Hong Kong-based China Labour Bulletin has posted a 12-part FAQ on labor issues in China, covering legal rights, the minimum wage, collective bargaining, dispute resolution, and the various roles of local governments, the Party-dominated All-China Federation of Trade Unions, and civil society.
What rights do workers have under the law?
Workers’ rights in China are set out primarily in the 1994 Labour Law, the 1992 Trade Union Law (amended 2001), the 2008 Labour Contract Law (amended 2013), the 2008 Labour Dispute Mediation and Arbitration Law and the 2008 Employment Promotion Law. Individual employees have the right to an employment contract, a minimum wage, a 40-hour working week with fixed overtime rates, social insurance covering pensions, healthcare, unemployment, work injuries and maternity, severance pay in the event of contract termination, equal pay for equal work, and protection against workplace discrimination. Workers also have the right to form an enterprise trade union (see below for more details), and the enterprise union committee has to be consulted by management before any major changes to workers’ pay and conditions are made.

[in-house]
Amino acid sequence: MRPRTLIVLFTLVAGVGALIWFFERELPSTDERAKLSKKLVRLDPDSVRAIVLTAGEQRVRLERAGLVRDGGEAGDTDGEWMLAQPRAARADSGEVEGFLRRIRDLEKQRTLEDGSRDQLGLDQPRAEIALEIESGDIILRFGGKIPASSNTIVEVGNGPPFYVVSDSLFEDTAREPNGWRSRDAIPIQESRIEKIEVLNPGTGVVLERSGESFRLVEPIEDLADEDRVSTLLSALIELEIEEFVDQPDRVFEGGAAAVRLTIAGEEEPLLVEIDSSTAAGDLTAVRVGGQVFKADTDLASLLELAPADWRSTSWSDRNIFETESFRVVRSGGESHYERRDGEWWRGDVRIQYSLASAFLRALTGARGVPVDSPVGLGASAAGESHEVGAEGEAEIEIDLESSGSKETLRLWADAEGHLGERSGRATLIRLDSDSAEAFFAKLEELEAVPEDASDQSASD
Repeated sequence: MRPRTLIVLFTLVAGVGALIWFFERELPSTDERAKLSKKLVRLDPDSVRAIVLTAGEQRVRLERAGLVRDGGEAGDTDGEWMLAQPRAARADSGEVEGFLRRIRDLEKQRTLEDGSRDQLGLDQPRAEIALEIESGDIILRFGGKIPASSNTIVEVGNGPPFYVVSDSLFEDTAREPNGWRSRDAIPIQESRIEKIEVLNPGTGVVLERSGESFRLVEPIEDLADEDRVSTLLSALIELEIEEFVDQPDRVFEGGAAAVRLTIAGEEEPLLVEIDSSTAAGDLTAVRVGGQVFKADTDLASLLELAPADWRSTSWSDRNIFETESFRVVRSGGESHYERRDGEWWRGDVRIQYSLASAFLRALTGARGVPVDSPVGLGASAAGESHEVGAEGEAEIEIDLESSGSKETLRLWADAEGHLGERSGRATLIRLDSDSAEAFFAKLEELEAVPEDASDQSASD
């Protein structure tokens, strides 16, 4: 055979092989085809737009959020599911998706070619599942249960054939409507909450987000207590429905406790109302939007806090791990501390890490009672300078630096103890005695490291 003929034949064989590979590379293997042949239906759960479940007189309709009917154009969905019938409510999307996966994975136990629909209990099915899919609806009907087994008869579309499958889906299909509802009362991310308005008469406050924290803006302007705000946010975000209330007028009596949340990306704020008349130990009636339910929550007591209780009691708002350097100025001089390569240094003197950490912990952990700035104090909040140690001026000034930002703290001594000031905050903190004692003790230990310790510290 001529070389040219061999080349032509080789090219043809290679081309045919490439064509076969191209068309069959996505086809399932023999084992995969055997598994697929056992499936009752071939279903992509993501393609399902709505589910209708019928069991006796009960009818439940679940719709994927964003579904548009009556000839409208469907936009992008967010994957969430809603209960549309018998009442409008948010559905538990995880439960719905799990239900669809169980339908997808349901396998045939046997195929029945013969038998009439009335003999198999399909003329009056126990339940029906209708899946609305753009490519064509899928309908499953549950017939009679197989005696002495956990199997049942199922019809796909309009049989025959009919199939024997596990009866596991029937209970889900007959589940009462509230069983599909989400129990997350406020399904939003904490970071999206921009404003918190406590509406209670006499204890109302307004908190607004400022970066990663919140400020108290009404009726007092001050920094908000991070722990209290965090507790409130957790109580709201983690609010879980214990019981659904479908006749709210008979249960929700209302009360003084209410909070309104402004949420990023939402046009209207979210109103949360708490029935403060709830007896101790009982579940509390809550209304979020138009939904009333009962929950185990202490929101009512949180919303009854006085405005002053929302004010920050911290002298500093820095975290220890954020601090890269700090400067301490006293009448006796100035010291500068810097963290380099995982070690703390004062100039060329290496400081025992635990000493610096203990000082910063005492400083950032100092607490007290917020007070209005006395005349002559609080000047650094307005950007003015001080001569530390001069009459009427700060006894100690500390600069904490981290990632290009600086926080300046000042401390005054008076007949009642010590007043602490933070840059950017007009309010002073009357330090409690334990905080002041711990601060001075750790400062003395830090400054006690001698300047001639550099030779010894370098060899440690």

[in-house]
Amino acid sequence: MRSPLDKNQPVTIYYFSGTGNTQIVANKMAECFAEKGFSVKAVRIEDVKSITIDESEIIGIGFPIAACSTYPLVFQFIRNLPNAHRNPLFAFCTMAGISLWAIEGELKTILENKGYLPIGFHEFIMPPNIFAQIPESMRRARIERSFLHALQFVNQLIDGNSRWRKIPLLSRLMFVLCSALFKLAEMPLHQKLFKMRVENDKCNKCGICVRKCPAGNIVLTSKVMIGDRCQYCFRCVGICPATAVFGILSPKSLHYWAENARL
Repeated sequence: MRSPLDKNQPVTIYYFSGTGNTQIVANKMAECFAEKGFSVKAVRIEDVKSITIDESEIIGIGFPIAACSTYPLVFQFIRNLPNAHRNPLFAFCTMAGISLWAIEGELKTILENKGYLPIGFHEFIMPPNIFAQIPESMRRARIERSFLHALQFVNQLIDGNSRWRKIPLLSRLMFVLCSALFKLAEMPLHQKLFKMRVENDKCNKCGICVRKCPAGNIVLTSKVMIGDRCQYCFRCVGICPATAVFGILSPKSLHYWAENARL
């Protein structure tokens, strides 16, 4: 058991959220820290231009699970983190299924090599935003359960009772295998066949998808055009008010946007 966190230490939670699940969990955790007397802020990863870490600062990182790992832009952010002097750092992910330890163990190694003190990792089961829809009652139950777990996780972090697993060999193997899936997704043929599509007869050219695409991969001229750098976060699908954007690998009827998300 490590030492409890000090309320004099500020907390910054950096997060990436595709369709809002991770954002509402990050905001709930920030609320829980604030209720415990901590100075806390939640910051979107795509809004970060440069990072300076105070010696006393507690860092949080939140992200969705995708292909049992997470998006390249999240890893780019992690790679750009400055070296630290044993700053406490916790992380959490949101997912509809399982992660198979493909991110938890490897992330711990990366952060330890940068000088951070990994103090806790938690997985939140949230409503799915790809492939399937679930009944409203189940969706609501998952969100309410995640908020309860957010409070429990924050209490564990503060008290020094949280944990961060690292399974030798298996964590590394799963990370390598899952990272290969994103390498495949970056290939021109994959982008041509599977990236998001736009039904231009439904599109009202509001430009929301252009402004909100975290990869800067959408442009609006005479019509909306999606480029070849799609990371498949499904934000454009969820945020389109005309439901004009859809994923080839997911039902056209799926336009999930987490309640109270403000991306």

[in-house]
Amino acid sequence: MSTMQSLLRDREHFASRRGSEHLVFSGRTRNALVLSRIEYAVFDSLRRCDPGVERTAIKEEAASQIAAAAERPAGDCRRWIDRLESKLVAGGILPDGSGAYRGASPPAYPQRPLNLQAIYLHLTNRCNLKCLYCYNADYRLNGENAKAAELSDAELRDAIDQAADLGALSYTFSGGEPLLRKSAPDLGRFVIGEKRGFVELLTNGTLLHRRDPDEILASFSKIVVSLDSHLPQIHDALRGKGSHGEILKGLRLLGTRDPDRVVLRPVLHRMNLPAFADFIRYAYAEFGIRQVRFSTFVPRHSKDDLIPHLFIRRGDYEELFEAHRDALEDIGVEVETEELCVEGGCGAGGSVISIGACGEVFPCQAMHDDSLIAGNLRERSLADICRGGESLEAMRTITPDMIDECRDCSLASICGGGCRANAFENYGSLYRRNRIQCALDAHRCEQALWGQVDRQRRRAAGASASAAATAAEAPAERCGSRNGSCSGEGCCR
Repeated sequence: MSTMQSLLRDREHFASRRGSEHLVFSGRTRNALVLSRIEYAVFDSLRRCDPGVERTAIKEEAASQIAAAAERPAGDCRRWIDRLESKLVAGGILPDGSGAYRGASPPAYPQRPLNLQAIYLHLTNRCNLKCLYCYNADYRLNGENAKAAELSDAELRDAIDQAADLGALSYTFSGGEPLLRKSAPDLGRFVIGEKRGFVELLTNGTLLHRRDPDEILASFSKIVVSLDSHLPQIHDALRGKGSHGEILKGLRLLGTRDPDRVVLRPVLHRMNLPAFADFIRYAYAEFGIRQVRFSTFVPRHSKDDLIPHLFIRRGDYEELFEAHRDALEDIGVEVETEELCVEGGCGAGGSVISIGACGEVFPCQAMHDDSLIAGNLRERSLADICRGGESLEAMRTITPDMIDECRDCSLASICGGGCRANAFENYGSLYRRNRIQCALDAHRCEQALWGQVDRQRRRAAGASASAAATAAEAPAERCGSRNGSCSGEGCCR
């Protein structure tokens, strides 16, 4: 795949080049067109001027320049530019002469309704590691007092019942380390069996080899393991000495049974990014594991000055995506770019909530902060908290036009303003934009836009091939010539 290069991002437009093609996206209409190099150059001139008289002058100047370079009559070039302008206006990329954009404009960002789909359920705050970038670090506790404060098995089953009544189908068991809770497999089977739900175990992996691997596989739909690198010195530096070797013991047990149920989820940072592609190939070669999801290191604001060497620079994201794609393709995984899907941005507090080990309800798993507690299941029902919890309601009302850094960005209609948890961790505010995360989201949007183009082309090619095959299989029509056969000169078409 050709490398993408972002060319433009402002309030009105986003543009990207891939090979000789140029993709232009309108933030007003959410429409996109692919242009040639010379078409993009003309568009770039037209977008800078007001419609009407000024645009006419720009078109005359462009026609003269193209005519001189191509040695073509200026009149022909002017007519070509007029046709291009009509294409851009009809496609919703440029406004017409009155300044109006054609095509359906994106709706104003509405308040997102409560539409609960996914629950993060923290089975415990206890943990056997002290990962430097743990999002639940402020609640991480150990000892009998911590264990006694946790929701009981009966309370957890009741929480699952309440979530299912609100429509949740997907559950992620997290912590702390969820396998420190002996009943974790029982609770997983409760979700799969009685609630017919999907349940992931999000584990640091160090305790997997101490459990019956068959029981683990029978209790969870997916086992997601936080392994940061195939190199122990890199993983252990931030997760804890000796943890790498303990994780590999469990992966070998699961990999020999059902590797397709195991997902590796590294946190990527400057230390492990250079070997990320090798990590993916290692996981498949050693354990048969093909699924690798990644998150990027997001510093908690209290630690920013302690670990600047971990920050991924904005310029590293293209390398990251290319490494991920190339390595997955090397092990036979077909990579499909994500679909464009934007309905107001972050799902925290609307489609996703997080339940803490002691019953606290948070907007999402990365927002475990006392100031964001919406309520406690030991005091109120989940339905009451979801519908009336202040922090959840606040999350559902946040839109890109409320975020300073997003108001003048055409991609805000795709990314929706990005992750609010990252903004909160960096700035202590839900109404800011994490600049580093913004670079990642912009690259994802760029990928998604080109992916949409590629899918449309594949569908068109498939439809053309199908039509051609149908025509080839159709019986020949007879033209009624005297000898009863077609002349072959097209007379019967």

How is the law enforced?
Local governments in China are responsible for enforcing labour law and ensuring that workers’ rights are protected. However, the local labour authorities are generally under-funded and under-staffed and lack the ability and the will to enforce the law. For many years, governments were far more concerned with boosting the local economy and creating a business-friendly environment than in protecting workers’ rights. It has largely been up to the workers themselves to ensure that the law is enforced by demanding that wages and overtime are paid in full and on time, proper contracts are signed, social insurance contributions are paid in full and that compensation is paid in the event of injury or contract termination. [Source]
When disputes arise, CLB notes, local authorities often push for short-term solutions to paper over the disturbance. Many environmental protests have met similar responses, with sometimes dismal results. Read more on strikes and labor rights in China via CDT.